Motorola Droid: Part 04 – More than a Month Later

WOW, has it been over two months – YES! Do I still love my Motorola DROID – YES! Am I bummed about Obama-care – YES! (but I digress.)

Again, the phone is great, I love the display, the audio is AMAZING. People have been asking me, “If I have an iPod, will I like Android?” In my opinion, yes. There are a lot of apps in the Android Marketplace (sorry, there are only a few FART apps, but I’m sure some more are on the way), and there is a small learning curve, but I’m sure you’re smart enough to figure it out.

Getting my music on the phone was easy, but it got even easier with upgrades to DoubleTwist and SongBird – check them out. You can download music from the Amazon store.

The one thing I don’t miss is having to run Apple’s (bloated)  iTunes software. In fact, you really never have to plug the phone into any computer if you don’t want to. You can transfer media via the micro-SD card, easy on a PC, easier on a Mac.

What do I want from my phone? Some apps are missing and I really want them. First, Mint.com – please build a Android app. Second, I want the OS update to 2.1 (comes standard on the Google Nexus One).

Do I wish I had the Google Nexus One? Yes and no. Yes, because I want the OLED screen and Android 2.1. No, because I love the DROID’s keyboard.
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Motorola Droid: Part 03 – Two Weeks In

Well, as you can see from the post title, its been two weeks with my Droid. Over the week I experienced Christmas and family as well as a lot of driving to strange places.

Car Home

There is an application called CAR HOME on the Droid. This app is a handy little piece of software that puts all your common driving needs on the screen. Similar to a standalone GPS device. You can do a voice search, view your current route, and look up contacts. The apps was handy for getting me from my cousins house to my other cousins house and then to the bar. In addition, when I was at my cousins house I did a voice search for “ICE” and it found a few 7-11′s as well as a liquor store down the street and a Ralphs. Not bad. It’s a great time saver.

Google Listen

While I was driving from house to house, I needed some music. I am a big fan of podcast and have been using Google Listen in place of iTunes. One benefit of Google Listen, downloads the media via 3g (so far no size issues) and then adds it to the playlist. Most of the programs I listen to could be found just by searching from within the Google Listen app. There were a few that I had to copy the RSS URL and paste it into the app, but overall, it was a pretty painless experience. When I was leaving the house, I could add some podcast to the Listen playlist and let it run. My music is playing via the 3mm audio jack in my car stereo, but I can buy a new stereo with bluetooth and transfer the audio in that way. I’m ready to make the jump.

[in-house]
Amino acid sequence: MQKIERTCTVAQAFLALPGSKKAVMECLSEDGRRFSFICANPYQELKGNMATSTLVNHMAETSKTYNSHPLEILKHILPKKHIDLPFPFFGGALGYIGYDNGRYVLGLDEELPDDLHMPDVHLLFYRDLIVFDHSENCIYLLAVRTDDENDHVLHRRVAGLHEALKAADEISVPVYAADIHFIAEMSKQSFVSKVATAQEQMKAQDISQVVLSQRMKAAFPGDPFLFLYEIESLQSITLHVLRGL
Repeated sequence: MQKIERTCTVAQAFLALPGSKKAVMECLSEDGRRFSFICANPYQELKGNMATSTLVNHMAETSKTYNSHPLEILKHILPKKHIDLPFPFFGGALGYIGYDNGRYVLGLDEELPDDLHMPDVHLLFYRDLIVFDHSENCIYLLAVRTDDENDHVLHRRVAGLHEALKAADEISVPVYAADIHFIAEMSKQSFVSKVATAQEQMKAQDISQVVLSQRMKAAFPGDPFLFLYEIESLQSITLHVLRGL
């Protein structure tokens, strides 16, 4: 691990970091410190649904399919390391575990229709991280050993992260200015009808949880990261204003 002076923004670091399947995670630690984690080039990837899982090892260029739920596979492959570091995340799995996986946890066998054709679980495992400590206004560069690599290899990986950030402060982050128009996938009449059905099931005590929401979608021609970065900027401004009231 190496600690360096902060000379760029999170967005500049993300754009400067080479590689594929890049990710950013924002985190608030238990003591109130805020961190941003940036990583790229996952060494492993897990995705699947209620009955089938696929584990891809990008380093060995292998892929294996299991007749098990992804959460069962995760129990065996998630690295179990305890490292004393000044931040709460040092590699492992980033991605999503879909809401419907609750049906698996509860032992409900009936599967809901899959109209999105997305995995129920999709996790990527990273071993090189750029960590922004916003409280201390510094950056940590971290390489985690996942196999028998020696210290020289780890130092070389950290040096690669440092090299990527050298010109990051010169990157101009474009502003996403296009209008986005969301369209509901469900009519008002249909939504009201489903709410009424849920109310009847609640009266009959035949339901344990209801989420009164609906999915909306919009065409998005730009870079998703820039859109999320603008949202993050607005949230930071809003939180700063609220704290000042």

Other Applications I Love

You can fire your radio as soon as you sign up for Pandora. Same great program, all the music you love plus the new stuff. Last.FM, same same. Pick it up. Google Goggles is fun but I don’t find myself in strange areas to often (more of that next week). Google Voice has yet to disappoint me. It handles calls and SMS with out a flaw. If you can get an invite, I suggest you move your life over to it.

Finally…

I purchased the Motorola Car Mount and Rapid Car Charger. More on that next week as I travel to Las Vegas via car and stay well off the strip with my friends. I am also going to try out a new (to me) application for organizing my media. So far, Songbird is great, but some have suggested DoubleTwist. So We’ll see who wins.

Motorola Droid: Part 02 – The Long Weekend

Alright, it’s been just short of a week and I still love the Droid. I have some suggestions, but otherwise, good stuff.

I went to a party Saturday night and I unsuccessfully took some night shots using the flash. I think it was user error regarding auto focus and the flash options. I’m not ready to hate the camera flash just yet. On the bright site, the Droid takes great photos during the day light hours. Here’s the shot I took today inside Best Buy (click the image to see the full 5 pixel glory).

Droid Photo During Day inside Best Buy

Droid Photo During Day inside Best Buy

Now I would like to talk about the problems I’ve had. One problem really – getting media onto the device. Specifically music and podcast. I’m not going to deny the fact that iTunes, as flawed as it is, is the best media management software I’ve used. As of today, iTunes does not allow Android products to sync or manage media. So that leaves me with sub-par, non-Google, non-Motorola software applications and 3rd party plug-ins to attempt to manage my media.

If you have less than 16GB of stuff, you’re going to be fine. You can drop all your music and stuff onto you media card. However, I have about 100GB of music, videos, and photos – so I am required to manage my stuff. I found a decent solution – Songbird with the Folder Sync add-on. It’s alright, but it does not replace the thought and development that went into iTunes.